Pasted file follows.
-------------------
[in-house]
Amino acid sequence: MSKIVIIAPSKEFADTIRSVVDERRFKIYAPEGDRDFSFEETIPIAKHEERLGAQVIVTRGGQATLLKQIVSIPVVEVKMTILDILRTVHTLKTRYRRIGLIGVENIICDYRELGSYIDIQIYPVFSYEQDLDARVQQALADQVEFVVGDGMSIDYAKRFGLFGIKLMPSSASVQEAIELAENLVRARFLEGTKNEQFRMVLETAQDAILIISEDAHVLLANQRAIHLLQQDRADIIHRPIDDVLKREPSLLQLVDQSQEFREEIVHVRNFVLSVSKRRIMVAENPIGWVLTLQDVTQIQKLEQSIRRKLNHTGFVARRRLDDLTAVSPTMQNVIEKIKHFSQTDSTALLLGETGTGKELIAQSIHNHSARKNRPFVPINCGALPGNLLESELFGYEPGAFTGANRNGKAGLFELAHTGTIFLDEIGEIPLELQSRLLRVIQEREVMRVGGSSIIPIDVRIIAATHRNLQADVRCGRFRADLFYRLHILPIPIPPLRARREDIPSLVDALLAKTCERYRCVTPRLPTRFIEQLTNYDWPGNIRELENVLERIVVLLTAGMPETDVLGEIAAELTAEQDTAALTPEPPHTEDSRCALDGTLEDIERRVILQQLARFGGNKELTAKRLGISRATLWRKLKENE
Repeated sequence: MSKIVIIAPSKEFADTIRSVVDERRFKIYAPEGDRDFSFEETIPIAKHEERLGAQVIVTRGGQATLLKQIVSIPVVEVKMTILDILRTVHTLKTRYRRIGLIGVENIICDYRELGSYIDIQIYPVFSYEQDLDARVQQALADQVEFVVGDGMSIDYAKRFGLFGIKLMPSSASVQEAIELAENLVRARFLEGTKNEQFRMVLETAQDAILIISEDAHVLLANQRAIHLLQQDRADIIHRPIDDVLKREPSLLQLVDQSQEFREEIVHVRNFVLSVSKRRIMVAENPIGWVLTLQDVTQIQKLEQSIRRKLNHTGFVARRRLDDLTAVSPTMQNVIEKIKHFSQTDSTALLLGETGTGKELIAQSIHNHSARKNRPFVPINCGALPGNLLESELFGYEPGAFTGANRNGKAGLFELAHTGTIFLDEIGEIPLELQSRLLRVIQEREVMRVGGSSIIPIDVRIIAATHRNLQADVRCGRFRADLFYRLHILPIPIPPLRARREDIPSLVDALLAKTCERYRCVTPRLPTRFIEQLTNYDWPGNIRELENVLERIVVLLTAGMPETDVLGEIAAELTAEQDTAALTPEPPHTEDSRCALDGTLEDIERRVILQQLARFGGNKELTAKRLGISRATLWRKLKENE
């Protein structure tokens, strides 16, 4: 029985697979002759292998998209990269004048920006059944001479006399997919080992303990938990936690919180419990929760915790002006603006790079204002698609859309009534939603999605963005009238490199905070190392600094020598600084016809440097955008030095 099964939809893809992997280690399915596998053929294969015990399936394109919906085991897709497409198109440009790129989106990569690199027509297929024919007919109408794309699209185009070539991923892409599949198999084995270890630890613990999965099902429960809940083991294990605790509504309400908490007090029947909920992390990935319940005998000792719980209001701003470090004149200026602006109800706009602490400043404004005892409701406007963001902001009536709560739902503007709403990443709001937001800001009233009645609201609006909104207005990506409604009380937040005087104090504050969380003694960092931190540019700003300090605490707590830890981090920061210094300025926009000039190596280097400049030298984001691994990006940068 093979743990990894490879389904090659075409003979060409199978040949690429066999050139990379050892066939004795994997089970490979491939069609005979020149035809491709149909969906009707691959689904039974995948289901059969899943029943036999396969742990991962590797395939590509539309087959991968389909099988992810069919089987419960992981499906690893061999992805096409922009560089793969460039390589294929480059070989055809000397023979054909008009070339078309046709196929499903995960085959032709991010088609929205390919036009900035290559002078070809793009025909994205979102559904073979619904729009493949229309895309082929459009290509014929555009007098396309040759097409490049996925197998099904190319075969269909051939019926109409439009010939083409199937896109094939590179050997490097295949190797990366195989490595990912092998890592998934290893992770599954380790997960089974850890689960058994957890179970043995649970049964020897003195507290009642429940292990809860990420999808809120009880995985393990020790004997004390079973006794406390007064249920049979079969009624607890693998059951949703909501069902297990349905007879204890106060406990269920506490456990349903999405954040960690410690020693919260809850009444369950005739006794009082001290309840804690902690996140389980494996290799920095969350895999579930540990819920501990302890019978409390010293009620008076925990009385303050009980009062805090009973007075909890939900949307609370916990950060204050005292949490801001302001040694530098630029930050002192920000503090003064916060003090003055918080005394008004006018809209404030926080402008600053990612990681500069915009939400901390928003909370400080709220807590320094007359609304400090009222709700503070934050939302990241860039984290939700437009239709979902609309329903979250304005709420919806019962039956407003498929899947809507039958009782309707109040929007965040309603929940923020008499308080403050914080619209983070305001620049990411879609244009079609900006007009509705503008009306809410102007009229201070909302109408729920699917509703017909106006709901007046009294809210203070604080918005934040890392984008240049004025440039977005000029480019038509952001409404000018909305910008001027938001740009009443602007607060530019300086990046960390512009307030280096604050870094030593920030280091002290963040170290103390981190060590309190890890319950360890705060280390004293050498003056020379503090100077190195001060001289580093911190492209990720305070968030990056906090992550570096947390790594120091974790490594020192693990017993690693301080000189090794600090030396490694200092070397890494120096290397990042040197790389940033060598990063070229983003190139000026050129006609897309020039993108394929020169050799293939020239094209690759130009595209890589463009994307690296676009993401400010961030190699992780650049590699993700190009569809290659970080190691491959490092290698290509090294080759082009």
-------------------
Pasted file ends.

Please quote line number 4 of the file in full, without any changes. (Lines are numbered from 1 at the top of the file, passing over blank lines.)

């Protein structure tokens, strides 16, 4: 029985697979002759292998998209990269004048920006059944001479006399997919080992303990938990936690919180419990929760915790002006603006790079204002698609859309009534939603999605963005009238490199905070190392600094020598600084016809440097955008030095 099964939809893809992997280690399915596998053929294969015990399936394109919906085991897709497409198109440009790129989106990569690199027509297929024919007919109408794309699209185009070539991923892409599949198999084995270890630890613990999965099902429960809940083991294990605790509504309400908490007090029947909920992390990935319940005998000792719980209001701003470090004149200026602006109800706009602490400043404004005892409701406007963001902001009536709560739902503007709403990443709001937001800001009233009645609201609006909104207005990506409604009380937040005087104090504050969380003694960092931190540019700003300090605490707590830890981090920061210094300025926009000039190596280097400049030298984001691994990006940068 093979743990990894490879389904090659075409003979060409199978040949690429066999050139990379050892066939004795994997089970490979491939069609005979020149035809491709149909969906009707691959689904039974995948289901059969899943029943036999396969742990991962590797395939590509539309087959991968389909099988992810069919089987419960992981499906690893061999992805096409922009560089793969460039390589294929480059070989055809000397023979054909008009070339078309046709196929499903995960085959032709991010088609929205390919036009900035290559002078070809793009025909994205979102559904073979619904729009493949229309895309082929459009290509014929555009007098396309040759097409490049996925197998099904190319075969269909051939019926109409439009010939083409199937896109094939590179050997490097295949190797990366195989490595990912092998890592998934290893992770599954380790997960089974850890689960058994957890179970043995649970049964020897003195507290009642429940292990809860990420999808809120009880995985393990020790004997004390079973006794406390007064249920049979079969009624607890693998059951949703909501069902297990349905007879204890106060406990269920506490456990349903999405954040960690410690020693919260809850009444369950005739006794009082001290309840804690902690996140389980494996290799920095969350895999579930540990819920501990302890019978409390010293009620008076925990009385303050009980009062805090009973007075909890939900949307609370916990950060204050005292949490801001302001040694530098630029930050002192920000503090003064916060003090003055918080005394008004006018809209404030926080402008600053990612990681500069915009939400901390928003909370400080709220807590320094007359609304400090009222709700503070934050939302990241860039984290939700437009239709979902609309329903979250304005709420919806019962039956407003498929899947809507039958009782309707109040929007965040309603929940923020008499308080403050914080619209983070305001620049990411879609244009079609900006007009509705503008009306809410102007009229201070909302109408729920699917509703017909106006709901007046009294809210203070604080918005934040890392984008240049004025440039977005000029480019038509952001409404000018909305910008001027938001740009009443602007607060530019300086990046960390512009307030280096604050870094030593920030280091002290963040170290103390981190060590309190890890319950360890705060280390004293050498003056020379503090100077190195001060001289580093911190492209990720305070968030990056906090992550570096947390790594120091974790490594020192693990017993690693301080000189090794600090030396490694200092070397890494120096290397990042040197790389940033060598990063070229983003190139000026050129006609897309020039993108394929020169050799293939020239094209690759130009595209890589463009994307690296676009993401400010961030190699992780650049590699993700190009569809290659970080190691491959490092290698290509090294080759082009």